Christ and the Canaanite Woman [c.1784 by Germain-Jean Drouais]
Christ and the Canaanite Woman [c.1784 by Germain-Jean Drouais]

Once upon a time, I ran around the Araneta Coliseum for my life. That was right after a particularly heated NCAA game and I found myself alone outside, which in those heady days of our youth, was not wise. A gang of stoned, red-eyed fanatics from the opposing school chanced upon me and gave chase until I found refuge in a car with friends inside. Alas, just as in those zombie movies, the car was eventually surrounded by these wildlings. Long story short, sober minds from the opponent school prevailed and managed to save us from being bitten alive and thus transformed into zombies ourselves.

Even if the UAAP is no longer testosterone-charged as it was in those days (thank God for the women), I still cannot for the life of me understand the tribal wars of the fraternities. Perhaps violence is taught early on when the initiates are made to endure the barbaric hardships of hazing. And once they gain citizenship, many are invariably trapped in a savage mood of disdain or hatred for their rivals outside. Ironically, barbarian is the name they give outsiders.

In the Gospel story today, a common enemy, a barbarian, a Canaanite woman invades the company of Jesus to ask him to heal her daughter who is “tormented by a demon.” Even if the outsider acknowledges him as “Lord, Son of David”, she is met with silence. When the disciples advise him to get rid of her, he proclaims that he “was sent only to the lost sheep of the house of Israel.” When the foreigner persists and calls him “Lord” once more and does him homage (as a believer would), he adds salt to injury saying, “it is not right to take the food of the children and throw it to the dogs.”

Silence, rebuff, insult. Three strikes to rejection. What was he thinking? Not even Pope Francis would do such a thing to a woman in need. Unless of course he was once a teacher. I used to do something similar with my students: instead of telling them bluntly they were wrong, I would lead them down their own path of wrong thinking until they themselves would see the folly or absurdity of their ideas. In math and logic, reductio ad absurdum (or “proof by contradiction”) was a way to argue your case by assuming the opposite and showing the absurd consequences in the end.

Only, in this story, it was the Lord who was trying to be absurd and, wittingly or not, was setting himself up for that woman’s clincher in the end. Sorry woman, I am exclusive to the club of Israel; therefore it is not proper to take food away from the members and waste it on the dogs (an ancient derogatory image for those who were undiscerning in culinary and other things that mattered then). Crude indeed, but somehow subtle too.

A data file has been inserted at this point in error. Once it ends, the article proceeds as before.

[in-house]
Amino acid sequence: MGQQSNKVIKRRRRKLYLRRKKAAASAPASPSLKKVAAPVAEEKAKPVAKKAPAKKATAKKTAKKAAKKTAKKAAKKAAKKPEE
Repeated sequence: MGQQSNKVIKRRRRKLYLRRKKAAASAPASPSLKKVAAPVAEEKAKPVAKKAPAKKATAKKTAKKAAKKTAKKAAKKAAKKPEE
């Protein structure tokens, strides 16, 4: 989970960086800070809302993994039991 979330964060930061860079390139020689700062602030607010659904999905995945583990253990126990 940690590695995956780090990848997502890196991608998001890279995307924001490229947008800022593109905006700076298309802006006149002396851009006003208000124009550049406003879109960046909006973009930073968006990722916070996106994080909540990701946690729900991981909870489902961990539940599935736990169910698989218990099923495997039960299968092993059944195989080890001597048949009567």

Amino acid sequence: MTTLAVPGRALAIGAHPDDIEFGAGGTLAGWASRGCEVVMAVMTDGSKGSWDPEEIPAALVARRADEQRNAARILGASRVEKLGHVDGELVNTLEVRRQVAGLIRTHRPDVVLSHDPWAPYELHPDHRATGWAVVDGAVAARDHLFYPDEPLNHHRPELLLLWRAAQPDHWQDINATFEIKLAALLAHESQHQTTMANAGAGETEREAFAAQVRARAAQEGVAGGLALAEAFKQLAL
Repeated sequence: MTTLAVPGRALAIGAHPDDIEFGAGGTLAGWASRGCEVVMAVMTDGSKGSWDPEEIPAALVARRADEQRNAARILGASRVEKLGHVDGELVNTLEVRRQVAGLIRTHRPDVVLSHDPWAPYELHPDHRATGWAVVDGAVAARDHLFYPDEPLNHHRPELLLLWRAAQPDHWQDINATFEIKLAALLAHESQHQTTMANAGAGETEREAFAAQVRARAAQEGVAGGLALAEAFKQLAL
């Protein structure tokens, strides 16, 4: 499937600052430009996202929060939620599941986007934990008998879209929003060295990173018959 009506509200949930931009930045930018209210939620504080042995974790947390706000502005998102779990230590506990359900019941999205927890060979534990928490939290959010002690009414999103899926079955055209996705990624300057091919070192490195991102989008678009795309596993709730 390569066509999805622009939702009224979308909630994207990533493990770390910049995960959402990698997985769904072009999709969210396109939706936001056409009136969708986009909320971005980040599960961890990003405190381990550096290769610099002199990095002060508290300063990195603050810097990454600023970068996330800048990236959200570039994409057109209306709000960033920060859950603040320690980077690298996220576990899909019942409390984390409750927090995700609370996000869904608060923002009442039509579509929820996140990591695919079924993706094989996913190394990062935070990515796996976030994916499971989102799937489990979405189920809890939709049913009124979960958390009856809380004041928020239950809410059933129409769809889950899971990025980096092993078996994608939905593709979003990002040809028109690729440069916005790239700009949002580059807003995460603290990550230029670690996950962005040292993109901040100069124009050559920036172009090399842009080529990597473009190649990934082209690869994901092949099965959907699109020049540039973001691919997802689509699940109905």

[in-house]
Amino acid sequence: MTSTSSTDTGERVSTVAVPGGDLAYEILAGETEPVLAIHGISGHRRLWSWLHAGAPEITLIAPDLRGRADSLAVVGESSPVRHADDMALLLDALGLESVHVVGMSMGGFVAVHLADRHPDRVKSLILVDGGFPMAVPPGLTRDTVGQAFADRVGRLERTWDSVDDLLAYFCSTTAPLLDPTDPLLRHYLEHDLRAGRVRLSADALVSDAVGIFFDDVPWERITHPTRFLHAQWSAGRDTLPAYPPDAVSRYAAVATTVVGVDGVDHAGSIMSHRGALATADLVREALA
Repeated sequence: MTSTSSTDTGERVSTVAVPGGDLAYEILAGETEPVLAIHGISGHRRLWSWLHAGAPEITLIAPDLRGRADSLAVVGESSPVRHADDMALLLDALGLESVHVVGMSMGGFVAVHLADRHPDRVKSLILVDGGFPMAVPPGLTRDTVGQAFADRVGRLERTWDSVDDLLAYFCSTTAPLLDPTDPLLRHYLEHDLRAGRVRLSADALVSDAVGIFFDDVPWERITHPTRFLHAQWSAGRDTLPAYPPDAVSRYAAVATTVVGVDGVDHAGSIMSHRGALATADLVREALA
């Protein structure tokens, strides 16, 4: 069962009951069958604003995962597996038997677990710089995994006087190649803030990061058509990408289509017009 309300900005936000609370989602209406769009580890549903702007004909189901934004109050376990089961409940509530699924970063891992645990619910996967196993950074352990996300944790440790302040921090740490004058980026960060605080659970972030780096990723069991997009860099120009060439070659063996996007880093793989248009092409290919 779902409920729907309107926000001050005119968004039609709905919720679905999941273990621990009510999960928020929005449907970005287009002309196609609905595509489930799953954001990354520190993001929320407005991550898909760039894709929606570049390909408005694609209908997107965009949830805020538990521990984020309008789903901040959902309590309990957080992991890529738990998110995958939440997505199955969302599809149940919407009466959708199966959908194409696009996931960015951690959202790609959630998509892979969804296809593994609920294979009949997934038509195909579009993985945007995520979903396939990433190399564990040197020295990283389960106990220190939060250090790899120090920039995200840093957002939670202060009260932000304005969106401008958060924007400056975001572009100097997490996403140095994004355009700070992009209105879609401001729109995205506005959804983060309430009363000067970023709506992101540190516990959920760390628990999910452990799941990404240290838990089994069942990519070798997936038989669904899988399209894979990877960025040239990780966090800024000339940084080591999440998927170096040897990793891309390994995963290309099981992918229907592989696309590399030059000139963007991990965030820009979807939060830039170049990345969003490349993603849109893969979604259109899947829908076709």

What was he thinking? He was thinking: engage me woman, take me down the path of my thinking; surprise me, take me down.

Unfazed, the woman does take him on: sir yes sir, we are dogs, but even dogs and non-members are fed the leftovers. So you are not really that exclusive. Touché.

What was she thinking? She was hardly thinking at all. She could only see the face of her daughter. She was only worrying over the fate of her child; she was just afraid of demons taking over. She only knew the love she was bearing inside, and she was letting that love make way for an Outsider to come into her life.

Pray for the triple graces of humility and boldness and faith. These three graces seem to dwell readily in those barbarians who love deeply and well. The humility to take in the silence, rebuff, and insult. The boldness to take on God and surprise him. And the faith to take down fences and insist on our shared citizenship in heaven.

In the Epistle to Diognetus (ca 2nd century), there is a powerful description of the manner of Christians and how we are all of us foreigners even in our own land:

“They dwell in their own countries, but simply as sojourners. As citizens, they share in all things with others, and yet endure all things as if foreigners. Every foreign land is to them as their native country, and every land of their birth as a land of strangers. They marry, as do all [others]; they beget children; but they do not destroy their offspring. They have a common table, but not a common bed. They are in the flesh, but they do not live after the flesh. They pass their days on earth, but they are citizens of heaven.”

Be not alarmed therefore when demons or wildlings give chase and surround you. Remember who you love and for whom you live. Let love give way to humility and boldness and faith, the way it did for that Canaanite barbarian.

We are all of us citizens of heaven, in the sight of our Lord and of that heathen woman.

[by Fr. Jet Villarin, SJ]

jet-villarinAbout Jett Villarin, SJ
Fr. Jett is a Filipino Jesuit priest and scientist, who is the university president of Ateneo de Manila University. He received the National Outstanding Young Scientist award in 2000, and the Outstanding Book Award for “Disturbing Climate” in 2002. He is also an active member of several local and international environment and climate committees, such as the United Nations’ Consultative Group of Experts for Developing Countries, and the Inter-Agency Committee on Climate Change, among others.

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